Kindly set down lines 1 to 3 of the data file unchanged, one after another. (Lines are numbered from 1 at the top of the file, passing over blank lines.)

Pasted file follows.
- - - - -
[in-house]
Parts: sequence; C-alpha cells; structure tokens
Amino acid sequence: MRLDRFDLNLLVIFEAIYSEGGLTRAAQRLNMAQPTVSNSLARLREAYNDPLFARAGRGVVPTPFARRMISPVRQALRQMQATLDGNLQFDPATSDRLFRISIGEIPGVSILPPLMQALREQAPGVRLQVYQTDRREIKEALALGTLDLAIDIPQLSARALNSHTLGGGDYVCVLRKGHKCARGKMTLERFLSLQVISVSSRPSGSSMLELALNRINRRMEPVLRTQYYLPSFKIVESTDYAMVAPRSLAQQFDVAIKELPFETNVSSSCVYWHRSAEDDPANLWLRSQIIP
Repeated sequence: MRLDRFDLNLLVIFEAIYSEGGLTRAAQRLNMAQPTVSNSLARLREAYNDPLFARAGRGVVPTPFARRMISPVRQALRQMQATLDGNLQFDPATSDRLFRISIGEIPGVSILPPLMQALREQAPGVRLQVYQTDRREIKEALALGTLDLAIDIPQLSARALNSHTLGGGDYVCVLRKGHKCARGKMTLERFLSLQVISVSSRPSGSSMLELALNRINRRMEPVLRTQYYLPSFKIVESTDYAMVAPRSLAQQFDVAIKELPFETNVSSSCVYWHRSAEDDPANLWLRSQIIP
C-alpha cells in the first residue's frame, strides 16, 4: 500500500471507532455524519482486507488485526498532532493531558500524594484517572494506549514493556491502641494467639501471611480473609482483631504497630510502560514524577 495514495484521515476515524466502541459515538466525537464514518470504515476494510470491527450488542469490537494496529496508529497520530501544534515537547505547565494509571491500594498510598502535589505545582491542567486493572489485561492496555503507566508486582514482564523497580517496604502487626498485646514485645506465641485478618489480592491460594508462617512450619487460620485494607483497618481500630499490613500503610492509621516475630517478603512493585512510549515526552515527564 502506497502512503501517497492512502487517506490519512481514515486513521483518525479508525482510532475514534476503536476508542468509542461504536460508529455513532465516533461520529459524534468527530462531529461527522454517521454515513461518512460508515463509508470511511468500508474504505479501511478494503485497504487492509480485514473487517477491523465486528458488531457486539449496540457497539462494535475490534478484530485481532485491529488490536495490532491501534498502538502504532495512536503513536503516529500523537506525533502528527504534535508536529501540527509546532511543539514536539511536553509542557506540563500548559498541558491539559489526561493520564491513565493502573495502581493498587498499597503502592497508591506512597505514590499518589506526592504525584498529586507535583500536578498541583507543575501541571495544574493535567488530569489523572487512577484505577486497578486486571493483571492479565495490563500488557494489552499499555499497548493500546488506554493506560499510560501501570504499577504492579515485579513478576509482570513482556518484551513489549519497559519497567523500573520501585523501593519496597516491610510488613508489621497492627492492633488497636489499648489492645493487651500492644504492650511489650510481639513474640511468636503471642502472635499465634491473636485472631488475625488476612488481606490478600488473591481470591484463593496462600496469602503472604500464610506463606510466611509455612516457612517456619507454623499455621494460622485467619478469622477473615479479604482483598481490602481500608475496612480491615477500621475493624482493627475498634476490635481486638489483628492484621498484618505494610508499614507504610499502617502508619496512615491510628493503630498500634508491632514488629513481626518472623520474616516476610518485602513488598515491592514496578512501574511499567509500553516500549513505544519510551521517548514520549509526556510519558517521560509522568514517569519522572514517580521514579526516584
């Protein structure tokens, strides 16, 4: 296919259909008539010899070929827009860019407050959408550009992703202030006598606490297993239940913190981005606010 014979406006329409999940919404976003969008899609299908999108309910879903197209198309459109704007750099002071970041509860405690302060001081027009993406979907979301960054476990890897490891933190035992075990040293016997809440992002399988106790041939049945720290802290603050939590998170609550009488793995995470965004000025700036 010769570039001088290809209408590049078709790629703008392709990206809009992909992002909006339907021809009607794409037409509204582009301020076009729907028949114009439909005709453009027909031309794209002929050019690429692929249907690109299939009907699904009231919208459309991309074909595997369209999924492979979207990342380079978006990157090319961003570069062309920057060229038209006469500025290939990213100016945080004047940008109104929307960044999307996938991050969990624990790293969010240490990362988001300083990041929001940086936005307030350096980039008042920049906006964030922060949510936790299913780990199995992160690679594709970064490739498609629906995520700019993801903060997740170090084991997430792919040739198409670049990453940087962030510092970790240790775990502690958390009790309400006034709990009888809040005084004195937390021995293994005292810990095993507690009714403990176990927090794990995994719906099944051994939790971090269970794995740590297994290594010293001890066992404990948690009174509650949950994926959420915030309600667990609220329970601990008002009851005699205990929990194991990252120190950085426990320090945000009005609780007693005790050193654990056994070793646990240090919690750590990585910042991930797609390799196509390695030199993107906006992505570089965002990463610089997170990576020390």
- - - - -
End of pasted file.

[in-house]
Parts: sequence; C-alpha cells; structure tokens
Amino acid sequence: MRLDRFDLNLLVIFEAIYSEGGLTRAAQRLNMAQPTVSNSLARLREAYNDPLFARAGRGVVPTPFARRMISPVRQALRQMQATLDGNLQFDPATSDRLFRISIGEIPGVSILPPLMQALREQAPGVRLQVYQTDRREIKEALALGTLDLAIDIPQLSARALNSHTLGGGDYVCVLRKGHKCARGKMTLERFLSLQVISVSSRPSGSSMLELALNRINRRMEPVLRTQYYLPSFKIVESTDYAMVAPRSLAQQFDVAIKELPFETNVSSSCVYWHRSAEDDPANLWLRSQIIP